Loving God in Word and in Deed

By Peter Amsterdam

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“And whatever you do, in word or deed, do everything in the name of the Lord Jesus, giving thanks to God the Father through him.”
—Colossians 3:17

 

In word

The age-old problem many of us often face is finding the time to read and study God’s Word. We all have a desire to read and study the Word, but there always seems to be so much to do! It helps to remind ourselves that if we take the time with Him in personal prayer, hearing from Him and reading His Word, then He can enhance our efforts and help us to do whatever work He knows needs to get done.

With the great responsibilities that we each carry—the strength and wisdom necessary for the work the Lord has called us to do can be found in spending time with Him in prayer and meditating on His Word. Taking a few minutes throughout the day to praise and thank the Lord can help us incorporate time with Him into our daily lives as we acknowledge Him and spend precious moments resting in His arms, telling Him how much we love Him and need Him.

The interesting thing about praise is that the more you get in the habit of praising the Lord, the more you want to, and the easier it becomes. Praise is so important, because praise is the voice of faith. And we know that this is the victory that overcomes the world, even our faith. (1 John 5:4) I think sometimes we underestimate the power of praise and how tremendously effective it is in bringing the Lord’s Spirit into our lives, enabling us to resist the attacks of the Enemy, and helping us to be more positive, more cheerful, and more uplifting to those around us.

The Lord loves praise! He dwells in the praises of His people. The Lord wants us to praise Him in all situations—especially when we don’t feel like it. Even when we’re tempted to be out of it, or critical, or to complain a little bit—either in our thoughts or with our words—if we’ll just make a conscious effort to think about our blessings, to dwell on all the good, to concentrate on all that the Lord has done for us and all the ways that He’s kept us, and blessed and prospered and protected us, then I think it’ll do a lot to help us get over any bad habits we may have where our first reactions are negative, fretful, or even just indifferent.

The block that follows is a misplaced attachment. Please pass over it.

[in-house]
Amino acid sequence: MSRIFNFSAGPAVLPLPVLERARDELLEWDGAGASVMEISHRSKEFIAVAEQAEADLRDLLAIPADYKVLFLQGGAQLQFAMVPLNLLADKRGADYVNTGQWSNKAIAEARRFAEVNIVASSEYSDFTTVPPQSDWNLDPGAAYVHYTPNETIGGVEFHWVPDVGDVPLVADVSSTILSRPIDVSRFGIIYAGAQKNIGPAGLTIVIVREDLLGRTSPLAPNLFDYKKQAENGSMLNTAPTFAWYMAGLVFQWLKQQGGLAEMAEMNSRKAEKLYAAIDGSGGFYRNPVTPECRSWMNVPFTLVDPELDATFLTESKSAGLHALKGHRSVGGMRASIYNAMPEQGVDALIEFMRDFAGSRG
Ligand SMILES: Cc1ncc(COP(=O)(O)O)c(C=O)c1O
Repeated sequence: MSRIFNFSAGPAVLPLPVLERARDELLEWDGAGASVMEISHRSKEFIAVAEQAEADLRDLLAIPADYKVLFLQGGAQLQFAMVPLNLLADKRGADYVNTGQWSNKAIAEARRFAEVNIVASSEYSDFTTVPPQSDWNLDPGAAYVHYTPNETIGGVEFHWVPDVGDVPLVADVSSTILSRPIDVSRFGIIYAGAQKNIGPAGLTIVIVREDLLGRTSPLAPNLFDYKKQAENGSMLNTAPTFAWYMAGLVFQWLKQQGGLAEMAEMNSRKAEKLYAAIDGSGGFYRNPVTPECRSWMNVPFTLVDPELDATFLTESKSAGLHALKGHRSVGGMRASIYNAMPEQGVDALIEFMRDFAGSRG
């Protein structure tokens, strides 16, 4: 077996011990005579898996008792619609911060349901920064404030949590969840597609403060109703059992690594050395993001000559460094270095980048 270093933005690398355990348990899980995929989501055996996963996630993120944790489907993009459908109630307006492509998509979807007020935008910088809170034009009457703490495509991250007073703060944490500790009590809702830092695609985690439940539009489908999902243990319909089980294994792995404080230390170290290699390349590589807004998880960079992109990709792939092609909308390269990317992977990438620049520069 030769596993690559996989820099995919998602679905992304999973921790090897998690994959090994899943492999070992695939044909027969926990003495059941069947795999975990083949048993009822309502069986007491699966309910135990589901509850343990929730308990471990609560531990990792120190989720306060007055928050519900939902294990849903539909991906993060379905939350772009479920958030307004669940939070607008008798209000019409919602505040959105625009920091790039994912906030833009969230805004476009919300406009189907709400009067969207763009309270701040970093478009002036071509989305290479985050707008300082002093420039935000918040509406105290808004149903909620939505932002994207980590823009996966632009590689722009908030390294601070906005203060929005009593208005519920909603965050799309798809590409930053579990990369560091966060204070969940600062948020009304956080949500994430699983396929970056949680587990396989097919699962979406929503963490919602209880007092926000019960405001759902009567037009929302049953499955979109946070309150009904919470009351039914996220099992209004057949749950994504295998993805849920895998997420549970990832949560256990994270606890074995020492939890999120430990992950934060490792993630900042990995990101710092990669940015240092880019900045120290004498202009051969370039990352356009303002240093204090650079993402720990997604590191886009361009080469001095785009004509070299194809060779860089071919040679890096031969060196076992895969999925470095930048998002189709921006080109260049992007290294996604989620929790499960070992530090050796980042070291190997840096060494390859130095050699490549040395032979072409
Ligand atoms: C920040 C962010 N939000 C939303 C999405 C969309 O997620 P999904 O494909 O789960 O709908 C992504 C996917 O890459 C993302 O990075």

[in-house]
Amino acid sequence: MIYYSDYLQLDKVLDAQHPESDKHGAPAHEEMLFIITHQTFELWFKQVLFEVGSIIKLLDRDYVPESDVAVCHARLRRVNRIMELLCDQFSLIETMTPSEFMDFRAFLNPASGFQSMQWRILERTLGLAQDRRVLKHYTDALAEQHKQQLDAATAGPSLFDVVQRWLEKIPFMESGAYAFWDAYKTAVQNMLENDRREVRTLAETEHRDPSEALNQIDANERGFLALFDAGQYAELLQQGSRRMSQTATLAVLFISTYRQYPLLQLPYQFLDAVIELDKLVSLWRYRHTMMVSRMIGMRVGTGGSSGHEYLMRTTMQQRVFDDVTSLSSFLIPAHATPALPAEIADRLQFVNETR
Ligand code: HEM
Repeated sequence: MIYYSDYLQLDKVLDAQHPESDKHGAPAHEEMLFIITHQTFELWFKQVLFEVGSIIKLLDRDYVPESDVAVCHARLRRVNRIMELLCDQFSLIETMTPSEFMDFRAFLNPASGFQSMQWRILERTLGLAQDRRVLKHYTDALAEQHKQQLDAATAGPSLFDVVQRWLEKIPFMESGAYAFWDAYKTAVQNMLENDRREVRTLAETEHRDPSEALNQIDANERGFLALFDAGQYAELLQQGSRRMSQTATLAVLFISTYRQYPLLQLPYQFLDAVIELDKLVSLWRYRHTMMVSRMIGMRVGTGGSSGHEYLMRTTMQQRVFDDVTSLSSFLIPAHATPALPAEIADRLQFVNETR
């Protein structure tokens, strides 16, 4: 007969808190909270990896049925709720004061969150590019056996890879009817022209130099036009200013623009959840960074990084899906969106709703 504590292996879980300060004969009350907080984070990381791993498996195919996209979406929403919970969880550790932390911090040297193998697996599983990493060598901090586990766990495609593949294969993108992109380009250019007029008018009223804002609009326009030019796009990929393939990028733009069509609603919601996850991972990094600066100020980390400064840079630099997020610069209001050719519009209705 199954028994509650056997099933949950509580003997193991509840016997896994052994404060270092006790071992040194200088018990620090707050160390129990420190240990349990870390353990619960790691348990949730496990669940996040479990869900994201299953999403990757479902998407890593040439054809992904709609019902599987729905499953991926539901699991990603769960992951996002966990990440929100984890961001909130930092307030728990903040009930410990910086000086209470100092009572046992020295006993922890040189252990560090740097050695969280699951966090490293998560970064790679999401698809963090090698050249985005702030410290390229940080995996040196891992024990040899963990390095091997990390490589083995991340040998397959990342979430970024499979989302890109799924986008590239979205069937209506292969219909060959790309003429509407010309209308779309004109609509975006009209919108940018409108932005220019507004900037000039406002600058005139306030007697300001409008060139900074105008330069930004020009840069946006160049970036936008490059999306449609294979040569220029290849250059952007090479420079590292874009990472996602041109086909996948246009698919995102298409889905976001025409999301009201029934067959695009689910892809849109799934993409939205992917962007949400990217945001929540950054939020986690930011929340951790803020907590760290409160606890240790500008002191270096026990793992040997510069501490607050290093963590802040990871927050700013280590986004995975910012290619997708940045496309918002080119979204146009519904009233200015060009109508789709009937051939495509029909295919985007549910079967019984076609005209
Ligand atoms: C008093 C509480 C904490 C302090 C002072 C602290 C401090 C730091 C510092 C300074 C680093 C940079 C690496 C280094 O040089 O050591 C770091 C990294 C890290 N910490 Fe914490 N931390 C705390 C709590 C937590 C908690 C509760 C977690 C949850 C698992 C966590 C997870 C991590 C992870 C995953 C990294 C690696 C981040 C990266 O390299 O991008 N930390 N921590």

I’m reminded of a story about a preacher, Dr. Alexander Whyte, who was famous for being so praiseful in his prayers. He always found something to thank the Lord for, even in bad times. One stormy morning a member of his congregation thought to himself, “The preacher won’t have anything to thank God for on a terrible morning like this.” But he began his prayer, “We thank Thee, O God, that it’s not always like this.” What a good example of looking at things positively and being praiseful.

If we pray desperately and ask the Lord to help us, and set our minds to it, I believe He can help us to overcome our natural negative reactions to difficult circumstances and become a lot more praiseful. Not only would it make the Lord a lot happier, but it would make all of us a lot happier too.

Praise is powerful. The Lord wants our praise. So why not make a conscious effort to be more praiseful; to replace negative thoughts with positive, thankful, praiseful thoughts. Let’s also try as much as possible in our speech and in our interactions with others to glorify the Lord, as Preacher Whyte did, by praising Him and acknowledging how He’s blessed us, instead of complaining or getting down or reacting negatively.

 

In deed